Make Wine, not War

Some parts of Alameda definitely do not resemble Mayberry. The decommissioned Naval Air Base on the west side of the island is gradually being transformed with residential developments and commercial enterprises, an irenic reinvigoration of the local economy that parallels many of the tenets Sostevinobile embodies. Among the facilities that have been converted to civilian utilization, perhaps none offer a more dramatic environment than the former airplane hangars. Fans of St. George Spirits (Absinthe Verte!), including Your West Coast Oenophile, have long been quite familiar with the facility that lends its name to their Hangar One Vodka.

Finally, Alameda’s favorite artisanal spirits producer has company. Over at the next hangar, Rock Wall Wine Company has set up shop. Self-billed as a continuation of a “legacy of fine winemaking,” this grandiloquent venture constitutes the evolution of pioneering Alameda winemaker Kent Rosenblum and is daughter Shauna. The facility is massive, some 40,000 ft.², with a vaulted roof that is at least 35 ft. high. On a clear day, the open-air portion of the former hangar offers unsurpassed views across the Bay to downtown San Francisco and beyond, like an oversized Gottardo Piazzoni mural, only more vibrant.
Last Saturday presented a picture-perfect afternoon; a more enticing scenario for Rock Wall’s first Open House could not be imagined. Rocked by the Downwind Run’s authentic cover versions of classic rock anthems from the Sixties and Seventies (Allman Brothers, J.J. Cale) and fueled by an endless, carnivore’s delight from Angela’s Bistro, Rock Wall and five of its tenant wineries offered an array of new wines for one’s delectation.
I started off at the table for Carica Wines, fulfilling a long-overdue promise to join owner Dick Keenan for a tasting of his varietals and blends. I found the 2006 Sauvignon Blanc Kick Ranch to be an exceptionally clean expression of this grape, to the point it almost reminded me of an unoaked Chardonnay. Standout among the five wines they poured, though, was certainly the 2007 Temptation, again from Kick Ranch, a superb take on the classic GMS blend. I also found the futures tasting of their 2008 Petite Sirah displayed noteworthy potential.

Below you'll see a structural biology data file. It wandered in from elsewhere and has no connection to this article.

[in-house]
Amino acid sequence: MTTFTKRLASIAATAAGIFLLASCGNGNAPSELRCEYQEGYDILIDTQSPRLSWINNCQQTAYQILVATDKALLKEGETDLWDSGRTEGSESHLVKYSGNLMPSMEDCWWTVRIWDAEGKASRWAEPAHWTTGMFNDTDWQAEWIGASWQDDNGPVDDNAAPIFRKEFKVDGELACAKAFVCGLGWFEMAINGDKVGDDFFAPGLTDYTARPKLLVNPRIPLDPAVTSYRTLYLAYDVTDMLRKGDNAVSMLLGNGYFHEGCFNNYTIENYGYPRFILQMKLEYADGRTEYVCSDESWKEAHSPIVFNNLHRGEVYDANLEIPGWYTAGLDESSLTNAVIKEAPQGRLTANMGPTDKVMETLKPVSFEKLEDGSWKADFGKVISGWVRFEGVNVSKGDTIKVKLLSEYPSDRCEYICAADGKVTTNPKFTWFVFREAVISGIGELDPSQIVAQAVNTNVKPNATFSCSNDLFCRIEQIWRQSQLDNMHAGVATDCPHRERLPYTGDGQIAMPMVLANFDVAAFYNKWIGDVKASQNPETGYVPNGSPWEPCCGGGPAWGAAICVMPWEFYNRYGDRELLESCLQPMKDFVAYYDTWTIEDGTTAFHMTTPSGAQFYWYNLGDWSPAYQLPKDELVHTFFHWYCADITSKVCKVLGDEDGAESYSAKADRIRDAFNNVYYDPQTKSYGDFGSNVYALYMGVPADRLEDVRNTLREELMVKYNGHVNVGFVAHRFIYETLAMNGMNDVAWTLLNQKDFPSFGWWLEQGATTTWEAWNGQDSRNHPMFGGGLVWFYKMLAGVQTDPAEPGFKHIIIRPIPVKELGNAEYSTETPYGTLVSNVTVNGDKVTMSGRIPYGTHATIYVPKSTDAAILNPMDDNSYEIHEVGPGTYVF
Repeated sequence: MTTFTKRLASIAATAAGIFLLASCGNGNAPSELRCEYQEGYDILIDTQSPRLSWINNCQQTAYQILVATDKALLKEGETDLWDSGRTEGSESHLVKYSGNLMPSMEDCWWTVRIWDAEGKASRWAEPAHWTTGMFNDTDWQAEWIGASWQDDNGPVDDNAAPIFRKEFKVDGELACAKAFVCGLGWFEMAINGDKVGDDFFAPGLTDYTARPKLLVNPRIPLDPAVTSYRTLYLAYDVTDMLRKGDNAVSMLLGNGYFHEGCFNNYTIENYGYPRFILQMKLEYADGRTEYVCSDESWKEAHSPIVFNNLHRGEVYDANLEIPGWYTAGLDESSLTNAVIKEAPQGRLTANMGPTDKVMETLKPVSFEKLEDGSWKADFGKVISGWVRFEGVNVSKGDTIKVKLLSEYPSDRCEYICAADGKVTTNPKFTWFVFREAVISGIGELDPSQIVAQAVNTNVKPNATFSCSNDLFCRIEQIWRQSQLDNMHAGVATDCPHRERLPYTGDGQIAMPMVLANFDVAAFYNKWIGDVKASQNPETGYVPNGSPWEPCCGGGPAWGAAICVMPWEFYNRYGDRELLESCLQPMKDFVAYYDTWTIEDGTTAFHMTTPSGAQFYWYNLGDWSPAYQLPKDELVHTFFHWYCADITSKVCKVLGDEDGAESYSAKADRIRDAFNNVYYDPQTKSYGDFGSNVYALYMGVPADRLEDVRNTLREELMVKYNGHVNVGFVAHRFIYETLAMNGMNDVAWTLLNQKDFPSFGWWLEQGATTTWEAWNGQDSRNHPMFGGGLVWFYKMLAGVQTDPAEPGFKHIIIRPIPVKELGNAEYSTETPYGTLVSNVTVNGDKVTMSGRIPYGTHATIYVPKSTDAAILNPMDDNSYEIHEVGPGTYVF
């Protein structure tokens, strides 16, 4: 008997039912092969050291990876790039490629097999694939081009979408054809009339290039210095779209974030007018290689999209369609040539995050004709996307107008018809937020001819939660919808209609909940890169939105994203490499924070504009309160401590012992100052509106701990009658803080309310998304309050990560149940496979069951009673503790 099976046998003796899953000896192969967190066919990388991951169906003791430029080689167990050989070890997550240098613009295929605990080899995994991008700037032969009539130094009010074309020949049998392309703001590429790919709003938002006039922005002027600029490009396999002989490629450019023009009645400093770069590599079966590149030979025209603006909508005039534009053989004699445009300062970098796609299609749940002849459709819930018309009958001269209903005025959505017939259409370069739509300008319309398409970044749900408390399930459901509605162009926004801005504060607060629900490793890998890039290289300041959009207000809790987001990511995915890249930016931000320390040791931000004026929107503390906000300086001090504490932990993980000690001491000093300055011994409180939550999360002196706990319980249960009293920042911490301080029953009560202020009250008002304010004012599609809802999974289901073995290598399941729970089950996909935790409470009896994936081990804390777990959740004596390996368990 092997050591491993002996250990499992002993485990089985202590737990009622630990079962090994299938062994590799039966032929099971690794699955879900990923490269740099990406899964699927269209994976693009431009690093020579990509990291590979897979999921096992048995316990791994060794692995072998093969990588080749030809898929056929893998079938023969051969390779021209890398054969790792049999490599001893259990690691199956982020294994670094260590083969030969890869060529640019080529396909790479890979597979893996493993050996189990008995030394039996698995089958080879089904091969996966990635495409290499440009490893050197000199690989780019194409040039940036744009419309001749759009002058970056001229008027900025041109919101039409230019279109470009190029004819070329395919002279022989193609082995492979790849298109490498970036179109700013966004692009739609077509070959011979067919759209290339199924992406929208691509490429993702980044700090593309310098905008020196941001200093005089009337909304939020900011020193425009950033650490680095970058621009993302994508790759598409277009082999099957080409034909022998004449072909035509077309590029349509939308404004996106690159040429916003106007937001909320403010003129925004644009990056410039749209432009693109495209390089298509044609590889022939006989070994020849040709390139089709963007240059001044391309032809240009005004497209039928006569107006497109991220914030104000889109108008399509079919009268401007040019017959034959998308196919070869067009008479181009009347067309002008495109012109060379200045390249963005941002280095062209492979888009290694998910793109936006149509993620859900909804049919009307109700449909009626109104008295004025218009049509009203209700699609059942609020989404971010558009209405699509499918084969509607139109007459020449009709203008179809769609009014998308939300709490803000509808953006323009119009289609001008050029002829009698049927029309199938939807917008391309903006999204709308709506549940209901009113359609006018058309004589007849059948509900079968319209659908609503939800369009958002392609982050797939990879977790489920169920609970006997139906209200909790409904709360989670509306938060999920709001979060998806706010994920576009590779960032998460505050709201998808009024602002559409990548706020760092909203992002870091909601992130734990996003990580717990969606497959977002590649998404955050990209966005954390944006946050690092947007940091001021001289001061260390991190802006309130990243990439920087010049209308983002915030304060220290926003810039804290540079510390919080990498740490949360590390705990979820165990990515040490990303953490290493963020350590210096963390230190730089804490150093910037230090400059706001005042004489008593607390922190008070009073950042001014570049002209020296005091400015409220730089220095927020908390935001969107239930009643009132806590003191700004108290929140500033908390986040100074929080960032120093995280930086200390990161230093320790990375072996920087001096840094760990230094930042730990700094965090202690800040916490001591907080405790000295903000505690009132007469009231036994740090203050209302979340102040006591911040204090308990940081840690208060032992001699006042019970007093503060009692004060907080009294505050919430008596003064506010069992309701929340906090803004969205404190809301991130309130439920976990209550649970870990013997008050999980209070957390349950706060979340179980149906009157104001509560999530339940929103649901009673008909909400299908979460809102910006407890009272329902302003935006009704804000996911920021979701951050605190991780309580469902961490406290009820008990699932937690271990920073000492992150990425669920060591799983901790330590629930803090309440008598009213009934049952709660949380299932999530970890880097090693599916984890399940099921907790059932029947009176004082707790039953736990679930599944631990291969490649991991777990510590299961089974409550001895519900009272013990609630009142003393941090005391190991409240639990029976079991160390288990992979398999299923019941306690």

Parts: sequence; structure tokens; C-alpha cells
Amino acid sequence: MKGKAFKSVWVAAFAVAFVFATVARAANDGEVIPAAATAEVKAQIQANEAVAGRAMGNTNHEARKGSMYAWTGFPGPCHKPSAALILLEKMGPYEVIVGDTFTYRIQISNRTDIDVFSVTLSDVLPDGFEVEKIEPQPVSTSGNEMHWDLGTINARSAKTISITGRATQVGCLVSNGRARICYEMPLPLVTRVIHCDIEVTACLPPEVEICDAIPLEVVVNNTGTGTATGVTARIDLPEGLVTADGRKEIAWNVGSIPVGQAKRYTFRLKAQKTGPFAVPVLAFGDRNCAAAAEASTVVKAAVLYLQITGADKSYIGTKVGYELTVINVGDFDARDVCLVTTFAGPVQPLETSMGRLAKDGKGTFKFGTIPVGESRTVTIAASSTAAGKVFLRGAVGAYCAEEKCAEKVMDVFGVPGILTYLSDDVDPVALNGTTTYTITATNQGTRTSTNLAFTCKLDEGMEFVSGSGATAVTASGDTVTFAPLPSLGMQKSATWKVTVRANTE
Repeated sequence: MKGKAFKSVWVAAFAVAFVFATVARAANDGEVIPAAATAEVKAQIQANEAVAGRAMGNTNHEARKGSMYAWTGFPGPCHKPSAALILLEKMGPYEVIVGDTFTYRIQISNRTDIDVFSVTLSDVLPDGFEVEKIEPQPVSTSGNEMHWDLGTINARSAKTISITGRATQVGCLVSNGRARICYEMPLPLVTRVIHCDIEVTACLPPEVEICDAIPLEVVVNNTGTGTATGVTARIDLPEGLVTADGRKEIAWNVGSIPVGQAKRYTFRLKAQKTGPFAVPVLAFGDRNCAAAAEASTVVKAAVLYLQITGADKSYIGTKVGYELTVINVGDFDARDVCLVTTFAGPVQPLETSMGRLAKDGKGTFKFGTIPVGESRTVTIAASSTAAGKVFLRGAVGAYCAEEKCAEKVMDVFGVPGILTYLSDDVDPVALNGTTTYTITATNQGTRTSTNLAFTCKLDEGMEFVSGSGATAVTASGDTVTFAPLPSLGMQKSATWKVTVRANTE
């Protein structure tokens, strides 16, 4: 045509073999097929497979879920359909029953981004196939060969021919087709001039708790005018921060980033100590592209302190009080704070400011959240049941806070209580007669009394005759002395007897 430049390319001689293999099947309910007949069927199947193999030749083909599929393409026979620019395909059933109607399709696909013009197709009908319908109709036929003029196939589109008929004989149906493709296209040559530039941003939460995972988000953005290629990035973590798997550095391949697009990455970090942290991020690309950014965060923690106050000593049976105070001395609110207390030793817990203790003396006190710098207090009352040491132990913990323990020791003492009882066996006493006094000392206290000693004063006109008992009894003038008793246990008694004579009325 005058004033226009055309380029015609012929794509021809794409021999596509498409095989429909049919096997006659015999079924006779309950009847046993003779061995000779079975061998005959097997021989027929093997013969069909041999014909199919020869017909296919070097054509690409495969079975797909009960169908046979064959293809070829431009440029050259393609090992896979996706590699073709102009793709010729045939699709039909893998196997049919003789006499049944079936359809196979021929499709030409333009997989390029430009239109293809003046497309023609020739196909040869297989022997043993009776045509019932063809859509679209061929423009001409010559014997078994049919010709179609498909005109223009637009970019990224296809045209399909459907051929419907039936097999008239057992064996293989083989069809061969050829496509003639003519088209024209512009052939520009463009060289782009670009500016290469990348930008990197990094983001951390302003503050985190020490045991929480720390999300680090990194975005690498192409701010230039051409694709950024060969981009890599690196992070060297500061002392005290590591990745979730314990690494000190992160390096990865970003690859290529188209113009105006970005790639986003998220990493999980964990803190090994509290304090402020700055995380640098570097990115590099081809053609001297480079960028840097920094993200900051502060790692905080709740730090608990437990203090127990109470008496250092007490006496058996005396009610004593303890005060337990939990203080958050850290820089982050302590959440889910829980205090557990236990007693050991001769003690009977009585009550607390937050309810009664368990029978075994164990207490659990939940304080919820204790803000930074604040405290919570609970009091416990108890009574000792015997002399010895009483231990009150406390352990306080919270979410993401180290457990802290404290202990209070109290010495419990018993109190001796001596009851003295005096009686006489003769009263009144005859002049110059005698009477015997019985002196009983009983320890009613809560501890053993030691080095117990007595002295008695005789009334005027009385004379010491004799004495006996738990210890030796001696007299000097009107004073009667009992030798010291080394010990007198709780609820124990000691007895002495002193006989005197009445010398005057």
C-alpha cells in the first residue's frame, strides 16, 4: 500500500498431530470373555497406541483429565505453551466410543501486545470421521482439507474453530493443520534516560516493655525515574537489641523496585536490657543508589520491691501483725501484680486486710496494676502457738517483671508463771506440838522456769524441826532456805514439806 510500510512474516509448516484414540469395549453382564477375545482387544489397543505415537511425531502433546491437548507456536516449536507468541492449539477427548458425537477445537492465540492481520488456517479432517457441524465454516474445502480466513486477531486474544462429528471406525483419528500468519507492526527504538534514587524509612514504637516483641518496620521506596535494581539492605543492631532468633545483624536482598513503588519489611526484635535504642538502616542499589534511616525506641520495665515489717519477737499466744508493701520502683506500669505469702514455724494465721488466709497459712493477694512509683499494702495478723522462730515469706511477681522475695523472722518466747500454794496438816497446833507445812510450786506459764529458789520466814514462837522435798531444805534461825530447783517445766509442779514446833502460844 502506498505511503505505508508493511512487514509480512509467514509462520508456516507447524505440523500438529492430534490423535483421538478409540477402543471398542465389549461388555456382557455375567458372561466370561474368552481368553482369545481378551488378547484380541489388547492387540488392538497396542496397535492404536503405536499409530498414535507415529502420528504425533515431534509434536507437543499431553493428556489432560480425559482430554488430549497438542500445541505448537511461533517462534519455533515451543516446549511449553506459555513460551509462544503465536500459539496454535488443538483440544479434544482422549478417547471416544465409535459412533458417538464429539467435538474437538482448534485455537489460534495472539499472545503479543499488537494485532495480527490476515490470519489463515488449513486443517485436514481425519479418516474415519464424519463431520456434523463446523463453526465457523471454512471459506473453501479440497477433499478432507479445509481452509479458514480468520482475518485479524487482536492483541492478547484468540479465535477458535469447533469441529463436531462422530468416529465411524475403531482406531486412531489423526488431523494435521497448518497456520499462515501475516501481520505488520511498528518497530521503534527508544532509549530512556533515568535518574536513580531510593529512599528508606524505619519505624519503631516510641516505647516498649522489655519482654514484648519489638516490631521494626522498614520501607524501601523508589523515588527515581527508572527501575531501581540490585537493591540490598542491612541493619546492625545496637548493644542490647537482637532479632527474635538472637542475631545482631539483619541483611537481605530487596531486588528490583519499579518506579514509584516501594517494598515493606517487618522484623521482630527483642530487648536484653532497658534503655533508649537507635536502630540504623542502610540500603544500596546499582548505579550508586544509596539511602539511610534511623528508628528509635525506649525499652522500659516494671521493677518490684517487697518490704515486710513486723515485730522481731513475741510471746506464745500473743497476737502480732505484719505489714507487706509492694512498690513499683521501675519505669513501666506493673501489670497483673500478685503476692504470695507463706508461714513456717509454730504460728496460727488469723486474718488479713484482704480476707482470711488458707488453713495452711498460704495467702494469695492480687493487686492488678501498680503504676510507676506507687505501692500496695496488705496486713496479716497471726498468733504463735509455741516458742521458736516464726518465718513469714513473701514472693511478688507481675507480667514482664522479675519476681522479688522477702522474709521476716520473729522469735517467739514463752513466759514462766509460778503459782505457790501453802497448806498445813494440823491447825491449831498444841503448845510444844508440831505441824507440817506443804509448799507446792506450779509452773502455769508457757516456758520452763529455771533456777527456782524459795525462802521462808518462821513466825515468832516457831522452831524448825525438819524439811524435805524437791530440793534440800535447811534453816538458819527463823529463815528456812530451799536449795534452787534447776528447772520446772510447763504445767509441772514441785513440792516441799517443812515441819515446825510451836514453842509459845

Carica’s 2006 Syrah struck me as a tad on the sweet side. In contrast, fellow resident winery Blacksmith Cellars brought forth a 2005 Syrah from Alexander Valley, a wine rounded out with 7% Tannat, that utterly exploded the flavor of a well-done slice of Tri-Tip from one of the carving stations. I was pleased to sample Matt Smith’s 2008 Torrontés once again, but felt less enthusiastic about his 2008 Chenin Blanc, a once-popular varietal that has fallen into near oblivion in California. On the other hand, Blacksmith’s 2004 Cabernet Sauvignon from Alexander Valley offered tantalizing hints for the unreleased 2005 vintage, and their two dessert wines, a non-vintage Malvasia Bianca and the 2007 Late Harvest Syrah were almost perfect alongside the ice cream made from Rock Wall’s Late Harvest Zinfandel!
Readers know that I’ve cited R & B Cellars a number of times recently, including the Urban Wine Experience in Oakland; their wines were not so much a revelation this afternoon as a chance to revisit several outstanding vintages. Like the Blacksmith Syrah, R & B’s 2006 Counterpoint, a straight Cabernet Franc, made me cry out “bring on the steak!” Three vintages of Cabernet Sauvignon made an indelible impression, with the 2004 Cabernet Sauvignon Napa Reserve begging to be drunk now, while the 2005 Cabernet Sauvignon Napa Reserve demands another 5-7 years before hitting its peak. I personally preferred both R & B’s 2006 Swingville and 2007 Swingville, a zinfandel blended with ~10% Petite Sirah to their 100% Zinfandel, the 2007 Zydeco from Napa Valley. Unquestionably, however, the 2007 Minuet in Merlot completely outshone the 2005 Metronome, an unblended Merlot.